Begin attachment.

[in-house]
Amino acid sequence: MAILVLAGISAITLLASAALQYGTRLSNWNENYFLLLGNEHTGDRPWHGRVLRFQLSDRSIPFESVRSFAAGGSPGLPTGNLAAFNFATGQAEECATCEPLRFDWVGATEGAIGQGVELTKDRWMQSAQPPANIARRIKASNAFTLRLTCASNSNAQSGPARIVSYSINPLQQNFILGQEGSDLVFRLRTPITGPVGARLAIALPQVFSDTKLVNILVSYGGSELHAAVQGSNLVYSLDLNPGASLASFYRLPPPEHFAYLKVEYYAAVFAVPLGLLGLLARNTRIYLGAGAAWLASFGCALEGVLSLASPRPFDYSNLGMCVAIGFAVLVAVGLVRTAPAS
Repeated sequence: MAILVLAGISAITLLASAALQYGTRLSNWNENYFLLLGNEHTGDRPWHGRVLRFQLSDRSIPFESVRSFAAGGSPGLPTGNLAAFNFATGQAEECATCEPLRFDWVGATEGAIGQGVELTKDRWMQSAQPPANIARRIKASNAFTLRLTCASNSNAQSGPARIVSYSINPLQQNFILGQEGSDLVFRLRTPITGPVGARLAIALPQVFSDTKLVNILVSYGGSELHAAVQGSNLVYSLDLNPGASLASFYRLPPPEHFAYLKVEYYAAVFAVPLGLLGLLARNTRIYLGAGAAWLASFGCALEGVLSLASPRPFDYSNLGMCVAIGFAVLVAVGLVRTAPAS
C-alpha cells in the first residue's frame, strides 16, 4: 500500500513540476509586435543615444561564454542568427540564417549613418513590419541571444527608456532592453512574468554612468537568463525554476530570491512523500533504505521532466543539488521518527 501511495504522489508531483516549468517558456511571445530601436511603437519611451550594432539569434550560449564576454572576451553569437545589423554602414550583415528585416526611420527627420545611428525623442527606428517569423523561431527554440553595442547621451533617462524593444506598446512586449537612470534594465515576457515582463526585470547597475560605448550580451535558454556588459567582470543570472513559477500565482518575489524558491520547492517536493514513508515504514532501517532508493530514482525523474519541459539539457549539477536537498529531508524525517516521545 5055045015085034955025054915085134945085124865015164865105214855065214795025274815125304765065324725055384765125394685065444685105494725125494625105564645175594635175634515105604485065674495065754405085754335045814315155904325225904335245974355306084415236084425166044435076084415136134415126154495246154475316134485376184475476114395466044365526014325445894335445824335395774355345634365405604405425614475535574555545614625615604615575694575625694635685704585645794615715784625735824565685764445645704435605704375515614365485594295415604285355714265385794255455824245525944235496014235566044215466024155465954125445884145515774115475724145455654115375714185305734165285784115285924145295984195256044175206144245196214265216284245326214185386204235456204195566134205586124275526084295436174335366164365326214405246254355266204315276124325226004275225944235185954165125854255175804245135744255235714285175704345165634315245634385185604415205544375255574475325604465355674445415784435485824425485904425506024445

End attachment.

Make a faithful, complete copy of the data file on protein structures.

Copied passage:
[in-house]
Amino acid sequence: MAILVLAGISAITLLASAALQYGTRLSNWNENYFLLLGNEHTGDRPWHGRVLRFQLSDRSIPFESVRSFAAGGSPGLPTGNLAAFNFATGQAEECATCEPLRFDWVGATEGAIGQGVELTKDRWMQSAQPPANIARRIKASNAFTLRLTCASNSNAQSGPARIVSYSINPLQQNFILGQEGSDLVFRLRTPITGPVGARLAIALPQVFSDTKLVNILVSYGGSELHAAVQGSNLVYSLDLNPGASLASFYRLPPPEHFAYLKVEYYAAVFAVPLGLLGLLARNTRIYLGAGAAWLASFGCALEGVLSLASPRPFDYSNLGMCVAIGFAVLVAVGLVRTAPAS
Repeated sequence: MAILVLAGISAITLLASAALQYGTRLSNWNENYFLLLGNEHTGDRPWHGRVLRFQLSDRSIPFESVRSFAAGGSPGLPTGNLAAFNFATGQAEECATCEPLRFDWVGATEGAIGQGVELTKDRWMQSAQPPANIARRIKASNAFTLRLTCASNSNAQSGPARIVSYSINPLQQNFILGQEGSDLVFRLRTPITGPVGARLAIALPQVFSDTKLVNILVSYGGSELHAAVQGSNLVYSLDLNPGASLASFYRLPPPEHFAYLKVEYYAAVFAVPLGLLGLLARNTRIYLGAGAAWLASFGCALEGVLSLASPRPFDYSNLGMCVAIGFAVLVAVGLVRTAPAS
C-alpha cells in the first residue's frame, strides 16, 4: 500500500513540476509586435543615444561564454542568427540564417549613418513590419541571444527608456532592453512574468554612468537568463525554476530570491512523500533504505521532466543539488521518527 501511495504522489508531483516549468517558456511571445530601436511603437519611451550594432539569434550560449564576454572576451553569437545589423554602414550583415528585416526611420527627420545611428525623442527606428517569423523561431527554440553595442547621451533617462524593444506598446512586449537612470534594465515576457515582463526585470547597475560605448550580451535558454556588459567582470543570472513559477500565482518575489524558491520547492517536493514513508515504514532501517532508493530514482525523474519541459539539457549539477536537498529531508524525517516521545 5055045015085034955025054915085134945085124865015164865105214855065214795025274815125304765065324725055384765125394685065444685105494725125494625105564645175594635175634515105604485065674495065754405085754335045814315155904325225904335245974355306084415236084425166044435076084415136134415126154495246154475316134485376184475476114395466044365526014325445894335445824335395774355345634365405604405425614475535574555545614625615604615575694575625694635685704585645794615715784625735824565685764445645704435605704375515614365485594295415604285355714265385794255455824245525944235496014235566044215466024155465954125445884145515774115475724145455654115375714185305734165285784115285924145295984195256044175206144245196214265216284245326214185386204235456204195566134205586124275526084295436174335366164365326214405246254355266204315276124325226004275225944235185954165125854255175804245135744255235714285175704345165634315245634385185604415205544375255574475325604465355674445415784435485824425485904425506024445